THE CRIMEAN WAR
Victorians our quotation is taken, insists on the hard and practical qualities, will-power, domineering temper, organising talent, that were needed to do the work that Miss Nightingale did. "A demon possessed her." Her achievement, of course, had not only momentous consequences for the development of the army medical service, it also marks an epoch in feminist history. Activities as Miss Nightingale's on the part of a woman, well-connected, well-bred, of independent means, unmarried, were altogether unheard of at that time. It was only against the persistent opposition of her parents that this remarkable woman had been able to instruct herself in the art of nursing and had at last, about a year before she set out on the Crimean adventure which was to make her name immortal, become "the super-intendent of a charitable. nursing home in Harley Street" (the doctors' street in London).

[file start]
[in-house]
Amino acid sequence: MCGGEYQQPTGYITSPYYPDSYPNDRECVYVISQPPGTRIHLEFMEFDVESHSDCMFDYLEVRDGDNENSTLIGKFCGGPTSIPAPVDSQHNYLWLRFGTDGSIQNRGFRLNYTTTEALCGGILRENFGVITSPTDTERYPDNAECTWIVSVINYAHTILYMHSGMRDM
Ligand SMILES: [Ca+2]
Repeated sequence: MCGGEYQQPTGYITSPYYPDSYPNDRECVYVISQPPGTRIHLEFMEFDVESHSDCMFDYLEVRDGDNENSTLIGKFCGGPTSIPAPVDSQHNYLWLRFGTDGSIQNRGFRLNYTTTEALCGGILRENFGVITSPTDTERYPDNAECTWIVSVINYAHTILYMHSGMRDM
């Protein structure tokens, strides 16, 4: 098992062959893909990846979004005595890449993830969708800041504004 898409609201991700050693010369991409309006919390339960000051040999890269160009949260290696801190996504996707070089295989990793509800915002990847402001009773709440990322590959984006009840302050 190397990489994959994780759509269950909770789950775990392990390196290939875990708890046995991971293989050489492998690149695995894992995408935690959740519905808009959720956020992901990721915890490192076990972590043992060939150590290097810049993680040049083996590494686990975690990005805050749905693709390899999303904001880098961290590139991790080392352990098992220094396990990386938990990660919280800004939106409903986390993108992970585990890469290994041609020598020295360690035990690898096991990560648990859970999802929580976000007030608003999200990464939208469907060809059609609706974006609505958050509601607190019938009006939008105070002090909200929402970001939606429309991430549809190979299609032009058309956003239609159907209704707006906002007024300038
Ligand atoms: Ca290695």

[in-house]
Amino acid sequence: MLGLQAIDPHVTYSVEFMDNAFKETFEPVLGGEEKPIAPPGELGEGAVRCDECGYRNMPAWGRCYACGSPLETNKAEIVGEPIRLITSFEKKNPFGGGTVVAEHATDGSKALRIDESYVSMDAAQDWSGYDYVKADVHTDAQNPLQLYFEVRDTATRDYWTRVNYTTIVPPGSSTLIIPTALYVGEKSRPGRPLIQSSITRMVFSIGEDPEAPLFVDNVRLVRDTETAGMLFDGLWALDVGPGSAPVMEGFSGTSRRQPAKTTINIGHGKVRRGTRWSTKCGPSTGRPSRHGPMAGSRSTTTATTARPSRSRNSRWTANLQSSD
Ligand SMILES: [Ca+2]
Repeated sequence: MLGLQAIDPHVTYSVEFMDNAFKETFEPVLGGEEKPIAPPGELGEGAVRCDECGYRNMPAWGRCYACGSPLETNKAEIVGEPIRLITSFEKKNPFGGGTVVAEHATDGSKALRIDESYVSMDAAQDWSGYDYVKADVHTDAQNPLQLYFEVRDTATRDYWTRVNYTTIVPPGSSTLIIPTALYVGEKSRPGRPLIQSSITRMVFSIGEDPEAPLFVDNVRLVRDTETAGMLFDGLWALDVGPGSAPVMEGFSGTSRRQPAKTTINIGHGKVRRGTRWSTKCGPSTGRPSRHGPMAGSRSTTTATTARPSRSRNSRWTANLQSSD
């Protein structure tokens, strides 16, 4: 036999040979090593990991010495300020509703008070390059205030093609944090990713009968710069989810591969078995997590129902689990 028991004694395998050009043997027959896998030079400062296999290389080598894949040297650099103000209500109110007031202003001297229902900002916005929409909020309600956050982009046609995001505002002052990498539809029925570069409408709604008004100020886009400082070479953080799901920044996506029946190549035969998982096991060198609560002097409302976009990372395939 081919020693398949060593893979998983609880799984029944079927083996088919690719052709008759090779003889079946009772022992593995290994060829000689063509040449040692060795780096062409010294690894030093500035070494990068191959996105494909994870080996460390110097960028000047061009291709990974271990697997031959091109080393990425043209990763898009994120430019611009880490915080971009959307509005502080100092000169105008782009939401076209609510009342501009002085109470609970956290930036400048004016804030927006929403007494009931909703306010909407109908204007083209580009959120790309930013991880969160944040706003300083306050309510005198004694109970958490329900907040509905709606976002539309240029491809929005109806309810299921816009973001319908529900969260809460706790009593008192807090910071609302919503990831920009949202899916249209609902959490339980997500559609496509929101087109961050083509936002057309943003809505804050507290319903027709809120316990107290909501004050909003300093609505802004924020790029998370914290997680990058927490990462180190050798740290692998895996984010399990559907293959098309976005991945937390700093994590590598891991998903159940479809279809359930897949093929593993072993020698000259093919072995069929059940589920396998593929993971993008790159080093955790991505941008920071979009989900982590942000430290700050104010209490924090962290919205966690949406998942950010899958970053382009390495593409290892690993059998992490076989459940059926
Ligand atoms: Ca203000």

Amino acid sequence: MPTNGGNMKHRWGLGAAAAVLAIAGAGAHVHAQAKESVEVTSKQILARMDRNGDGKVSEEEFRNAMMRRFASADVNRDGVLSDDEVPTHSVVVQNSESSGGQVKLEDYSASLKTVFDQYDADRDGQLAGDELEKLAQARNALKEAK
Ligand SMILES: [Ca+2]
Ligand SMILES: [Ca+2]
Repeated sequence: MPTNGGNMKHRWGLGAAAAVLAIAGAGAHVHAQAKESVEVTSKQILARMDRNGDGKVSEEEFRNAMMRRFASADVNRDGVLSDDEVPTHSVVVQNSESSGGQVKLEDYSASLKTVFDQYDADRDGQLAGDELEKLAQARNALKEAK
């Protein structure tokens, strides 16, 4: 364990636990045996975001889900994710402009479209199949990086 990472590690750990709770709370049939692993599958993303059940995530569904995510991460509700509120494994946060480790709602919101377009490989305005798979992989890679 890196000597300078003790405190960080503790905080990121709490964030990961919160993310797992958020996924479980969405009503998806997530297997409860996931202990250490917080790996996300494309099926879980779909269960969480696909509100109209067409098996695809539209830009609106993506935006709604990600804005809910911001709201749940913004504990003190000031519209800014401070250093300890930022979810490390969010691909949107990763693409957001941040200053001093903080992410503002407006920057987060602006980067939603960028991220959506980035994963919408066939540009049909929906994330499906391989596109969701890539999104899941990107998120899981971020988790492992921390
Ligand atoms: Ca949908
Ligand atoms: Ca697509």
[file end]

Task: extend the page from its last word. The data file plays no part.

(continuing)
(a) DELANE OF THE TIMES
During the terrible Crimean winter, 1854—1855, The Times was ruthlessly1) outspoken in exposing the sufferings of the troops; in criticising the shortcomings alike of the authorities at home and of the commanders in the field; in pressing for greater vigour and for the despatch of reinforcements. At the very beginning of the war Russell wrote to Delane: "Am I to teil these things or hold my tongue?" It was "one of those casual exclamations," says Russell 's biographer, "which mark a crisis in a man's life." It was an exclamation rather than a question. Russell, moved by pity and indignation, did not wait, and had no need to wait, for his editor's answer. All Delane's correspondents were instructed to teil the truth without fear or favour. "Publicity," he used to say, "is my trade"; adding, "Details the public wants and details it shall have." Delane and Russell gave them; the effect produced was great
1. ruthless [rujlïs]: without pity or mercy.